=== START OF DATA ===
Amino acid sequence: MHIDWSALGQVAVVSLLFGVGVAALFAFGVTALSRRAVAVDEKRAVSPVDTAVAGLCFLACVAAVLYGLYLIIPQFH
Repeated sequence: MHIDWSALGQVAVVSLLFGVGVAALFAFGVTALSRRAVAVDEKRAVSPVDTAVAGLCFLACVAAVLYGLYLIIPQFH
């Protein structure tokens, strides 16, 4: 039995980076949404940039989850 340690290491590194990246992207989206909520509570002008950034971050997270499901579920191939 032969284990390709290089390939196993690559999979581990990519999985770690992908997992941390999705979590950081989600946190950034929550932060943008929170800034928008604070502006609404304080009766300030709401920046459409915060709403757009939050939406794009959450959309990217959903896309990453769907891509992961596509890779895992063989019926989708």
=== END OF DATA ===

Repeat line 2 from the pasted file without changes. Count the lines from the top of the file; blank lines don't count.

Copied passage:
Repeated sequence: MHIDWSALGQVAVVSLLFGVGVAALFAFGVTALSRRAVAVDEKRAVSPVDTAVAGLCFLACVAAVLYGLYLIIPQFH